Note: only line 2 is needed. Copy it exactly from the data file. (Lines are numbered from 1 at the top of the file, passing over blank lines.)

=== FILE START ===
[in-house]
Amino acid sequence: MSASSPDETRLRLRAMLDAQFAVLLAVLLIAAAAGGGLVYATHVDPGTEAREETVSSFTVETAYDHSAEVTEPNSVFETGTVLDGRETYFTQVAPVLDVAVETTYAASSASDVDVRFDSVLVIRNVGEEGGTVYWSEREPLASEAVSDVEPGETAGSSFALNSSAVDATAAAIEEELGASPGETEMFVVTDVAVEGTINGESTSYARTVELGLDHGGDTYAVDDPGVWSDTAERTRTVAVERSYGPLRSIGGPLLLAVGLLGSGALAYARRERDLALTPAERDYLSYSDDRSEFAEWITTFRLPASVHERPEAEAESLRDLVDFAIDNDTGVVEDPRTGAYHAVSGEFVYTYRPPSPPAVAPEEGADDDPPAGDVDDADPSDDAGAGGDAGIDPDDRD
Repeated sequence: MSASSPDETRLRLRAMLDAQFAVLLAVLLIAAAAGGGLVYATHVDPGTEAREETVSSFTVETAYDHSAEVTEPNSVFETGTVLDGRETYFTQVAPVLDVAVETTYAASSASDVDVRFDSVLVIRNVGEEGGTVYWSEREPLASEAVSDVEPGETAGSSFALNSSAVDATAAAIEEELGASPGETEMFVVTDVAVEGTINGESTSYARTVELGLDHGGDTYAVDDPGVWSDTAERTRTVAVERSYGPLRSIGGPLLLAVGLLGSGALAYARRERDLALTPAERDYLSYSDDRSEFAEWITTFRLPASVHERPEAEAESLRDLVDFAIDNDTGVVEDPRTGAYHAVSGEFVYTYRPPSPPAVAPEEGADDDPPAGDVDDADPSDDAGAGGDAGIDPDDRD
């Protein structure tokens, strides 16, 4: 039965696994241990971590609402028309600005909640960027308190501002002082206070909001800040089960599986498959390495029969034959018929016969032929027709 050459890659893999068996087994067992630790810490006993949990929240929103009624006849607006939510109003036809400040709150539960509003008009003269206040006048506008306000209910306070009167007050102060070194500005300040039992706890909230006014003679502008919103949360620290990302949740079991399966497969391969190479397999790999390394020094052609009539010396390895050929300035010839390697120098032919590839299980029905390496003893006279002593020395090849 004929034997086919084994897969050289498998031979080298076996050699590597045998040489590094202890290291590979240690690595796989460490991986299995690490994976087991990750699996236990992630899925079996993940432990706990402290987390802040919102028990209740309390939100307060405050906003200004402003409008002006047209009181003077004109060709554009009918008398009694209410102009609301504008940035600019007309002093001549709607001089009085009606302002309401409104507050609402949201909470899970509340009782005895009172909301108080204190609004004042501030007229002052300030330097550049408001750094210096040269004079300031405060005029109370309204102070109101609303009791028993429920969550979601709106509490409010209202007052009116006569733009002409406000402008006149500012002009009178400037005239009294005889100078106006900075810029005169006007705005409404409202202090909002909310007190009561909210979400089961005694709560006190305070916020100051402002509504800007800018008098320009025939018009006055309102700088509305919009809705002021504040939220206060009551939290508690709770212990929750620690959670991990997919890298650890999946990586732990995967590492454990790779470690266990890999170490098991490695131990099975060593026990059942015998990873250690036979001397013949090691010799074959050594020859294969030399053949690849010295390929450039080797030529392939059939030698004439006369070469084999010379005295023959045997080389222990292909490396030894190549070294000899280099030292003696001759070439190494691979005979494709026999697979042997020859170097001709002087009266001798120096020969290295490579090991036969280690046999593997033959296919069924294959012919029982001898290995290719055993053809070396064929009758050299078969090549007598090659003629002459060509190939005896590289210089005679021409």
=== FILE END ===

Amino acid sequence: MSASSPDETRLRLRAMLDAQFAVLLAVLLIAAAAGGGLVYATHVDPGTEAREETVSSFTVETAYDHSAEVTEPNSVFETGTVLDGRETYFTQVAPVLDVAVETTYAASSASDVDVRFDSVLVIRNVGEEGGTVYWSEREPLASEAVSDVEPGETAGSSFALNSSAVDATAAAIEEELGASPGETEMFVVTDVAVEGTINGESTSYARTVELGLDHGGDTYAVDDPGVWSDTAERTRTVAVERSYGPLRSIGGPLLLAVGLLGSGALAYARRERDLALTPAERDYLSYSDDRSEFAEWITTFRLPASVHERPEAEAESLRDLVDFAIDNDTGVVEDPRTGAYHAVSGEFVYTYRPPSPPAVAPEEGADDDPPAGDVDDADPSDDAGAGGDAGIDPDDRD